Tires was initially a big battle, but we settled on D606's for a few big points - cheap, long lasting, and the knobs would give us an advantage in the rougher sections. I did consult this as a resource:
http://standoutnet.com/extras/mike/m...ires/#contents

Quote:
Originally Posted by basketcase
Your photography is outstanding! What type of camera were you using?
I was going to wait a bit to go into detail of my camera choice, but now is a good time to cover that subject.

Camera is a Panasonic Lumix DMC-TS1.
http://www.imaging-resource.com/PRODS/TS1/TS1A.HTM

It is the "older" version, with the TS2 being newer but the only big difference is the TS2 can handle 10m of submersion, while mine can handle only 3m. Yes, it is water proof, shock proof, and dust proof. After dragging my big Canon 40D on various motorcycling, backpacking, and rock climbing trips, the shutter broke and I said enough with hauling that chunk of glass and magnesium around. So I did a bunch of heavy research on weatherproof point and shoot cameras, bought a few, tested some out, and decided the Panasonic was the best ADV camera on the market. Below is a good reference. I also did buy the new Pentax W90 and wanted to love it, but the photo quality was terrible so I returned it (thank you Amazon.com). I should also add that the TS1/TS2 has a 28mm lens, which is one of the widest lenses you can get in an APS. There are 2 Canon's that have 24mm but they are not waterproof.
http://www.dpreview.com/reviews/Q209waterproofgroup/

I love my TS1. It has great photo quality, good low light results, and can do 30-60 second exposures under a mode called “stary night”. I really wanted to bring the DSLR to capture some amazing shots but I just didn't want to worry about shock to the camera from the rough roads as well as afternoon thunderstorms....and even if I did, how the hell would I pack it such that I could grab the camera and take a shot in 5 seconds?

I keep my TS1 in my Aerostich pocket with a lanyard around my neck. This allows me to grab the camera, while riding, and take a shot in less than 5 seconds. And if it rains, I keep snapping shots (water drops will collect on the lens though and make the picture look funny). Speed of accessibility is the most important part of picture taking, and this setup resulted in well over 1000 photos in 3 weeks of riding.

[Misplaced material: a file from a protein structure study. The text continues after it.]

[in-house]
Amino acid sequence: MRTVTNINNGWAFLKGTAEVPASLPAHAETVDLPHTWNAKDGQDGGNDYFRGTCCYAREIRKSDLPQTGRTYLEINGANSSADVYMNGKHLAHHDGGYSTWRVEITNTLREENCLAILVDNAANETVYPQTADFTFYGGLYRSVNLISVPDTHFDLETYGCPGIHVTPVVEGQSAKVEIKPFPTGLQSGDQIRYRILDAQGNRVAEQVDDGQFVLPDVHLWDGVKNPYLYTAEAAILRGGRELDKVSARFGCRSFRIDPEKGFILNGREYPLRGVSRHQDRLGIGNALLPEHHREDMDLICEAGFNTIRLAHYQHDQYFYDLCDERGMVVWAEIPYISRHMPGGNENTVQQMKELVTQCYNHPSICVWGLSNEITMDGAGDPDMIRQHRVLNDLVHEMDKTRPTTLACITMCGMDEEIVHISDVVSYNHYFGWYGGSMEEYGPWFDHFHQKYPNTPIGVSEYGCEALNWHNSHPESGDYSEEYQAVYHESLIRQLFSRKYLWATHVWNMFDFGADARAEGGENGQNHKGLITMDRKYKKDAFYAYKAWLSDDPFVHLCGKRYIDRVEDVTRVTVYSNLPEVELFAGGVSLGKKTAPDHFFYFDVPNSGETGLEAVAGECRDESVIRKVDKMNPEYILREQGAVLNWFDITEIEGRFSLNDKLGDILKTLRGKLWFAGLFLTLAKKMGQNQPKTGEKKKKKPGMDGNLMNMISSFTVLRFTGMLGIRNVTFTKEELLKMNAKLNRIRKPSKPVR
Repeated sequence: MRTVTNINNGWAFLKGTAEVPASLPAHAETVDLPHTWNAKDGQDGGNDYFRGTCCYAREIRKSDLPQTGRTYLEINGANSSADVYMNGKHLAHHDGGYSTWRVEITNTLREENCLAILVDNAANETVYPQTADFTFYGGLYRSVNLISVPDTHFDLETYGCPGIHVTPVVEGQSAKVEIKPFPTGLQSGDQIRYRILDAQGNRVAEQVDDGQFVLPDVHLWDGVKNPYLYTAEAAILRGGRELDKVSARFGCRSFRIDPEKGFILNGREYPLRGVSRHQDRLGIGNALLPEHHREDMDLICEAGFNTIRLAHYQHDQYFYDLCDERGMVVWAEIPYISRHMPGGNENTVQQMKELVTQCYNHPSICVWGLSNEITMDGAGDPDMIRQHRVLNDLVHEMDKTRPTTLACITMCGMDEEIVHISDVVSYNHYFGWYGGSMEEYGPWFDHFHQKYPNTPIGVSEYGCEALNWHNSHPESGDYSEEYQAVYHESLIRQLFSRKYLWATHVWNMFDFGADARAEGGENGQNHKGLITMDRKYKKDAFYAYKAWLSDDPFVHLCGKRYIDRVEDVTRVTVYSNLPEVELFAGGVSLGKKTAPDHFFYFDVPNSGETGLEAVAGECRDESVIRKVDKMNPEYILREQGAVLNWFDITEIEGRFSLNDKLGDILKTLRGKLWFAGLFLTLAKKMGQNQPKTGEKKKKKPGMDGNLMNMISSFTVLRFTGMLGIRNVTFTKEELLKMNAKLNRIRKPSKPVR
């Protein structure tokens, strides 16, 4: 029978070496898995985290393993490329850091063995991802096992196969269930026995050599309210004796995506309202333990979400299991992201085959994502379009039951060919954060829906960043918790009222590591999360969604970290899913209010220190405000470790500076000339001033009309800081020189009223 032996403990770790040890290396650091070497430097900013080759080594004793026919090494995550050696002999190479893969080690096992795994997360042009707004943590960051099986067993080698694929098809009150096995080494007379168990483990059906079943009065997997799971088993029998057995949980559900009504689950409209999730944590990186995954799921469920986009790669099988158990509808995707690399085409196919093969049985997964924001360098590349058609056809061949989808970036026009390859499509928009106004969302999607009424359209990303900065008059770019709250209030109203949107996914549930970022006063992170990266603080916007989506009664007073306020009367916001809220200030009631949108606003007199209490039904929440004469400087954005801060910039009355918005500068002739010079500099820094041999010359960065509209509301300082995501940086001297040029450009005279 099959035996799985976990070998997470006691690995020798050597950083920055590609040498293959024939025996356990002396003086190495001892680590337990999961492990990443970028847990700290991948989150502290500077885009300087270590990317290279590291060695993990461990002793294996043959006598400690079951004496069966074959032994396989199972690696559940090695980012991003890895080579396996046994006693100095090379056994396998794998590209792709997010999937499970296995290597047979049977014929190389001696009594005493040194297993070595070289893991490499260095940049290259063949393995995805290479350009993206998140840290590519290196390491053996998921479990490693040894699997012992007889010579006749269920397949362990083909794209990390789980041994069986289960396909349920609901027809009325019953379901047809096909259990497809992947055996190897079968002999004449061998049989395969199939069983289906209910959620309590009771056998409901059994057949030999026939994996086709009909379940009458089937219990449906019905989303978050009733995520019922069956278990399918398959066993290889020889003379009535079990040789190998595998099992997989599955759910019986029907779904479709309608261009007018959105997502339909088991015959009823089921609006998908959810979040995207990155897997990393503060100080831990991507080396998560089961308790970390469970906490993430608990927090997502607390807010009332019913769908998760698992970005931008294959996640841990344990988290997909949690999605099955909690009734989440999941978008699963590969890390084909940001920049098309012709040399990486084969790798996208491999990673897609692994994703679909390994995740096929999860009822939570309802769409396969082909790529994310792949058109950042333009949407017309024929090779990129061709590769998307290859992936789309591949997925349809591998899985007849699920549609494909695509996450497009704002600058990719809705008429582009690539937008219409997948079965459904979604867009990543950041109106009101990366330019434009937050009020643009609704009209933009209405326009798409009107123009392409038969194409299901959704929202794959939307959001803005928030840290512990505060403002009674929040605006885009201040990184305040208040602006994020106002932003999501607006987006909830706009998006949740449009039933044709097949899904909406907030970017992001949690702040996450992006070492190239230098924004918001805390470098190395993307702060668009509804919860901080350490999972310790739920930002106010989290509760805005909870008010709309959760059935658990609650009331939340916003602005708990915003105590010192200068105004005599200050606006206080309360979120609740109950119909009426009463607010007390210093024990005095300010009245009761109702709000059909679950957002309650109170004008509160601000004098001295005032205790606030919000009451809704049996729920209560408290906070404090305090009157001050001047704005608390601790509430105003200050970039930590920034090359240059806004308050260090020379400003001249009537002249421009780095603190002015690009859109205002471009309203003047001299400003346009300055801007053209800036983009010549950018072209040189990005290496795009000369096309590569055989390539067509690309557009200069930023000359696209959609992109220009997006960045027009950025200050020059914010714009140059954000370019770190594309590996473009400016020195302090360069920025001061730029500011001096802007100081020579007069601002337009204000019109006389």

I also did take a few photos with my HTC Incredible, but that was so I could send updates from the road.

isaac004 screwed with this post 08-10-2010 at 02:53 PM
isaac004 is offline   Reply With Quote
Old 08-10-2010, 03:14 PM   #43
pyrate
Walking the plank
 
pyrate's Avatar
 
Joined: Mar 2007
Location: SoCal
Oddometer: 1,161
Shutter lag?

How is the shutter lag? I have an Olympus Tough 6000 which I miss a fair amount of shots because of the lag. I have it mounted on the handlebars using a RAM mount and have the camera on and simply put - it takes too long to shoot the picture. It also has a TAPTAP feature that is absolute annoying. It is going to get TAPTAP'd with a hammer soon.

Quote:
Originally Posted by isaac004

Camera is a Panasonic Lumix DMC-TS1.
http://www.imaging-resource.com/PRODS/TS1/TS1A.HTM

It is the "older" version, with the TS2 being newer but the only big difference is the TS2 can handle 10m of submersion, while mine can handle only 3m. Yes, it is water proof, shock proof, and dust proof. After dragging my big Canon 40D on various motorcycling, backpacking, and rock climbing trips, the shutter broke and I said enough with hauling that chunk of glass and magnesium around. So I did a bunch of heavy research on weatherproof point and shoot cameras, bought a few, tested some out, and decided the Panasonic was the best ADV camera on the market. Below is a good reference. I also did buy the new Pentax W90 and wanted to love it, but the photo quality was terrible so I returned it (thank you Amazon.com). I should also add that the TS1/TS2 has a 28mm lens, which is one of the widest lenses you can get in an APS. There are 2 Canon's that have 24mm but they are not waterproof.